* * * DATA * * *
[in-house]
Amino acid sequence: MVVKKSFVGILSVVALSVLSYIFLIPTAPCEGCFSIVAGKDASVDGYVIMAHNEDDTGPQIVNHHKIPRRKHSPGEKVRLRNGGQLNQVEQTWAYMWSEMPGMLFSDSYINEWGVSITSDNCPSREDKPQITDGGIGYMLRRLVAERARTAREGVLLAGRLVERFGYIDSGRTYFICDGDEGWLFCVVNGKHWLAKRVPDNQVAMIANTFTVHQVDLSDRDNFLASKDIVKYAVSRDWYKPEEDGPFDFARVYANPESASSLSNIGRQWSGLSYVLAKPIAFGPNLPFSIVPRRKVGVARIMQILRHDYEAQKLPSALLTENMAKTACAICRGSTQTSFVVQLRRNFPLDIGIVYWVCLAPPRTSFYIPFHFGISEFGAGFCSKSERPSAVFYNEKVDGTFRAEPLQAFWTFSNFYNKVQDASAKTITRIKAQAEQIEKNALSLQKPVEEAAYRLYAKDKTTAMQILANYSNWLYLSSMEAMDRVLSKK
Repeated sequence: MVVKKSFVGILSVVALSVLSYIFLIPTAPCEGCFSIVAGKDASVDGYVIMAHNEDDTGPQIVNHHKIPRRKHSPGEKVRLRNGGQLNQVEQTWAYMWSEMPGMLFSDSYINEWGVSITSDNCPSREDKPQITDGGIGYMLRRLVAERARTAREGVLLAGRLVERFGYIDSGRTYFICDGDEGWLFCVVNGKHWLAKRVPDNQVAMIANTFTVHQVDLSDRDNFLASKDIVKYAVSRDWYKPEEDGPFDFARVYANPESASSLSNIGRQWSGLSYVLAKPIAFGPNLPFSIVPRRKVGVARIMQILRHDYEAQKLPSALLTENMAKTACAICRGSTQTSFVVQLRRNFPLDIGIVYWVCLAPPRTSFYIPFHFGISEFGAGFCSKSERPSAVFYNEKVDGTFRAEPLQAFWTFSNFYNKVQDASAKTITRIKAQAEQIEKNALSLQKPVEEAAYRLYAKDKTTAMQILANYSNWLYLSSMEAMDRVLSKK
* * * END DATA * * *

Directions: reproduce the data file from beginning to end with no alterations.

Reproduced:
[in-house]
Amino acid sequence: MVVKKSFVGILSVVALSVLSYIFLIPTAPCEGCFSIVAGKDASVDGYVIMAHNEDDTGPQIVNHHKIPRRKHSPGEKVRLRNGGQLNQVEQTWAYMWSEMPGMLFSDSYINEWGVSITSDNCPSREDKPQITDGGIGYMLRRLVAERARTAREGVLLAGRLVERFGYIDSGRTYFICDGDEGWLFCVVNGKHWLAKRVPDNQVAMIANTFTVHQVDLSDRDNFLASKDIVKYAVSRDWYKPEEDGPFDFARVYANPESASSLSNIGRQWSGLSYVLAKPIAFGPNLPFSIVPRRKVGVARIMQILRHDYEAQKLPSALLTENMAKTACAICRGSTQTSFVVQLRRNFPLDIGIVYWVCLAPPRTSFYIPFHFGISEFGAGFCSKSERPSAVFYNEKVDGTFRAEPLQAFWTFSNFYNKVQDASAKTITRIKAQAEQIEKNALSLQKPVEEAAYRLYAKDKTTAMQILANYSNWLYLSSMEAMDRVLSKK
Repeated sequence: MVVKKSFVGILSVVALSVLSYIFLIPTAPCEGCFSIVAGKDASVDGYVIMAHNEDDTGPQIVNHHKIPRRKHSPGEKVRLRNGGQLNQVEQTWAYMWSEMPGMLFSDSYINEWGVSITSDNCPSREDKPQITDGGIGYMLRRLVAERARTAREGVLLAGRLVERFGYIDSGRTYFICDGDEGWLFCVVNGKHWLAKRVPDNQVAMIANTFTVHQVDLSDRDNFLASKDIVKYAVSRDWYKPEEDGPFDFARVYANPESASSLSNIGRQWSGLSYVLAKPIAFGPNLPFSIVPRRKVGVARIMQILRHDYEAQKLPSALLTENMAKTACAICRGSTQTSFVVQLRRNFPLDIGIVYWVCLAPPRTSFYIPFHFGISEFGAGFCSKSERPSAVFYNEKVDGTFRAEPLQAFWTFSNFYNKVQDASAKTITRIKAQAEQIEKNALSLQKPVEEAAYRLYAKDKTTAMQILANYSNWLYLSSMEAMDRVLSKK